2018 flu season more dangerous and deadly


2018 flu season more dangerous and deadly

A particularly nasty flu bug has hit every corner of the country hard so far in 2018. This year’s flu season is now widespread in every state across the United States with the exception of Hawaii.  It is believed to have reached its peak but health experts still warn it will take many more weeks before the flu activity shows any signs of retreating.  Not only did the flu start early but it appears to have simultaneously spread across the country in record speed.

Authorities from the Centers for Disease Control and Prevention (CDC) are warning that this has been one of the worst flu seasons in years with about 30 to 50 percent more flu cases than the previous 2 to 3 years.  Young children under the age of 5 and adults over the age of 65 are especially vulnerable to the virus causing a higher incidence of hospitalizations and death.  So far in the first week of 2018, a total of 20 children have died from the flu which is dominated by the H3N2 strain linked to more severe illness. 

Hospitals are feeling the brunt of the flu season with increases of adults over the age of 50 and children under the age of 5 being admitted.  California hospitals have been particularly hard hit and some have even had to refer patients to other hospital emergency rooms.

Experts had warned that this year’s flu season was likely to be worse than in previous years, and so far they have been right.  It was reported earlier that the vaccine given was only about 10 percent effective as what was shown in Australia – but now the estimates have been revised to be a little higher in the 30 percent range.  Vaccine effectiveness typically ranges from 40 to 60 percent in a good year.

Nonetheless, this is little consolation for those who have lost loved ones to the flu this season or have had to endure its wrath.

Every year, the CDC strongly recommends everyone 6 months of age and older to get a flu shot.  It does help reduce the odds of contacting the illness along with lessening the severity of the symptoms if you do get sick.  If you have not yet gotten a flu shot, it is not too late as the flu season still has about 3 months to go.  Be mindful that it can take up to two weeks for the body to build up defenses against the flu.  Being immunized for the flu helps prevent it from spreading to those with weakened immune systems, pregnant women and children – all of whom are more likely to have serious consequences from influenza.

To lessen your risk of getting the flu, here are some common sense practices and reminders to help you avoid getting sick and of preventing the spread of it:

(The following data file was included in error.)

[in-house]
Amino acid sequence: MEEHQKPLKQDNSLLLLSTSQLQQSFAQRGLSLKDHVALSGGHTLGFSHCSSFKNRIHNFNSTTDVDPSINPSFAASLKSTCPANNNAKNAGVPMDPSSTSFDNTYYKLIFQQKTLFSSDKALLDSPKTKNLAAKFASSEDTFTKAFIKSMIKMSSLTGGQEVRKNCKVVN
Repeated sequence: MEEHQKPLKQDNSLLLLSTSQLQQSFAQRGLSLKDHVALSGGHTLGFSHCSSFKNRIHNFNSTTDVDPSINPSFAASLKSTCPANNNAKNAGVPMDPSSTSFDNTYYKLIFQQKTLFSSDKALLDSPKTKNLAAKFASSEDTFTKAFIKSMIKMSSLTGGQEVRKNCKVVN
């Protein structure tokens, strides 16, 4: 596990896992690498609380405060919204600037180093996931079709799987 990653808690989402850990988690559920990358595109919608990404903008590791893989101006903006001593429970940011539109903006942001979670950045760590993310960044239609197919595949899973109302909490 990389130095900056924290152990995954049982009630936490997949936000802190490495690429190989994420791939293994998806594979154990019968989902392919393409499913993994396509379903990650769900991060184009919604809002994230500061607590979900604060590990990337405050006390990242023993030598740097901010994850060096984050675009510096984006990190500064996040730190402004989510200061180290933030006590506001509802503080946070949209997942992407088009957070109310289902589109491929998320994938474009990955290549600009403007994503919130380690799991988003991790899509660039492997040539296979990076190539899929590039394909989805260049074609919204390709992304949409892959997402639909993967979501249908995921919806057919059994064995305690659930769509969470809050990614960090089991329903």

·      Avoid contact with anyone who already has the flu or is exhibiting signs of coming down with the flu.

·      If you do get the flu, stay home limiting contact with others as much as possible.  Don’t go to work, to the gym or religious services as you will only be spreading the flu to others.

·      Cover your nose and mouth with a tissue when you cough or sneeze.  Throw the tissue in the trash after you use it.

·      Wash your hands often with soap and water frequently and before every meal.  If soap and water are not available, use an alcohol-based hand rub.

·      Avoid touching your eyes, nose, and mouth.  Germs are spread this way.

·      Clean and disinfect surfaces and objects that may be contaminated with germs like the flu.

·      Get adequate rest and sleep aiming for at least 7 hours of sleep each night to support a healthy immune system.

·      Regular exercise also gives an extra boost to the immune system.  Being physically active increases circulation and blood flow throughout the body creating a situation where the immune system is better at finding an illness before it spreads.

·      Consume foods high in vitamin D, spend time in the sun and consider taking a supplement of vitamin D 3.  Vitamin D improves the immune system by reducing levels of inflammatory proteins called cytokines as well as increasing antimicrobial proteins that can destroy invading germs and viruses.

·      Eat lots of fruits and vegetables – these foods are loaded with antioxidants, vitamins and minerals again strengthening immune system functioning. 

·      Keep well-hydrated by drinking water and other healthy flu-fighting beverages such as green or turmeric tea, coffee, and 100% juices – all can help reduce inflammation, provide antioxidants, and prevent dehydration.  Proper hydration is important in keeping the mucous membrane lining of the nose moist, acting as our first line of defense. Think of it like sticky flypaper that helps trap things like dirt and bacteria preventing them from getting to the lungs.  If you’re dehydrated, the mucous membrane will dry out making it much less effective in keeping out the flu virus.  Aim for at least 8-10 cups of fluid each day.